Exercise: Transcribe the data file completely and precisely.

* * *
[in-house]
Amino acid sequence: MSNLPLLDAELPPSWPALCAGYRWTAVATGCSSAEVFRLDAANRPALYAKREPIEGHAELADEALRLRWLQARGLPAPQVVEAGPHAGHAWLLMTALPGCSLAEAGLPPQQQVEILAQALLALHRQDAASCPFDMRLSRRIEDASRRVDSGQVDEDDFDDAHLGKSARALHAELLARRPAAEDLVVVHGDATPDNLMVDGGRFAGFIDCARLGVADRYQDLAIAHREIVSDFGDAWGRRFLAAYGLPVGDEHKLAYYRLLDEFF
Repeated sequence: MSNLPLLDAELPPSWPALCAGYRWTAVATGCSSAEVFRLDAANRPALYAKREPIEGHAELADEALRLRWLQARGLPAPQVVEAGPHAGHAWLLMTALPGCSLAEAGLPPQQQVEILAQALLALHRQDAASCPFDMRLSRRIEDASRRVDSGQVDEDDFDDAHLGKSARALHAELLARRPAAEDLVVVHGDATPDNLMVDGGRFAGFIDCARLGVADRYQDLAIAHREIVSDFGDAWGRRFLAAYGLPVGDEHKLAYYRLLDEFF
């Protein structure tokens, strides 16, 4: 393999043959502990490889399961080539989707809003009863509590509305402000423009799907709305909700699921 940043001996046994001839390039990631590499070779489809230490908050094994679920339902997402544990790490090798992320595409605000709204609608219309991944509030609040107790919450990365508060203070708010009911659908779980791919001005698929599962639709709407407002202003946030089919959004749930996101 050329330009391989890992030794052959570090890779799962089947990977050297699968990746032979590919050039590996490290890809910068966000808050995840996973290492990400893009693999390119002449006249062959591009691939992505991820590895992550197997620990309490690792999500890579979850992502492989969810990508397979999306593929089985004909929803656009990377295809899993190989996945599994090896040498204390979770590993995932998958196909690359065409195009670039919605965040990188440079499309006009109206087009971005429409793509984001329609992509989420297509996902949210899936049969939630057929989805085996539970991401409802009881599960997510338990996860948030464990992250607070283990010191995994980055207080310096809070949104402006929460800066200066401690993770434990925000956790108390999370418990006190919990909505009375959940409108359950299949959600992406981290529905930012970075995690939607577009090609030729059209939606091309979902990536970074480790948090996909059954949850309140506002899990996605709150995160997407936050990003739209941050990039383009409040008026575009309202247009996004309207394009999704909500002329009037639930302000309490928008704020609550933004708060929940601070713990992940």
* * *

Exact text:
[in-house]
Amino acid sequence: MSNLPLLDAELPPSWPALCAGYRWTAVATGCSSAEVFRLDAANRPALYAKREPIEGHAELADEALRLRWLQARGLPAPQVVEAGPHAGHAWLLMTALPGCSLAEAGLPPQQQVEILAQALLALHRQDAASCPFDMRLSRRIEDASRRVDSGQVDEDDFDDAHLGKSARALHAELLARRPAAEDLVVVHGDATPDNLMVDGGRFAGFIDCARLGVADRYQDLAIAHREIVSDFGDAWGRRFLAAYGLPVGDEHKLAYYRLLDEFF
Repeated sequence: MSNLPLLDAELPPSWPALCAGYRWTAVATGCSSAEVFRLDAANRPALYAKREPIEGHAELADEALRLRWLQARGLPAPQVVEAGPHAGHAWLLMTALPGCSLAEAGLPPQQQVEILAQALLALHRQDAASCPFDMRLSRRIEDASRRVDSGQVDEDDFDDAHLGKSARALHAELLARRPAAEDLVVVHGDATPDNLMVDGGRFAGFIDCARLGVADRYQDLAIAHREIVSDFGDAWGRRFLAAYGLPVGDEHKLAYYRLLDEFF
């Protein structure tokens, strides 16, 4: 393999043959502990490889399961080539989707809003009863509590509305402000423009799907709305909700699921 940043001996046994001839390039990631590499070779489809230490908050094994679920339902997402544990790490090798992320595409605000709204609608219309991944509030609040107790919450990365508060203070708010009911659908779980791919001005698929599962639709709407407002202003946030089919959004749930996101 050329330009391989890992030794052959570090890779799962089947990977050297699968990746032979590919050039590996490290890809910068966000808050995840996973290492990400893009693999390119002449006249062959591009691939992505991820590895992550197997620990309490690792999500890579979850992502492989969810990508397979999306593929089985004909929803656009990377295809899993190989996945599994090896040498204390979770590993995932998958196909690359065409195009670039919605965040990188440079499309006009109206087009971005429409793509984001329609992509989420297509996902949210899936049969939630057929989805085996539970991401409802009881599960997510338990996860948030464990992250607070283990010191995994980055207080310096809070949104402006929460800066200066401690993770434990925000956790108390999370418990006190919990909505009375959940409108359950299949959600992406981290529905930012970075995690939607577009090609030729059209939606091309979902990536970074480790948090996909059954949850309140506002899990996605709150995160997407936050990003739209941050990039383009409040008026575009309202247009996004309207394009999704909500002329009037639930302000309490928008704020609550933004708060929940601070713990992940």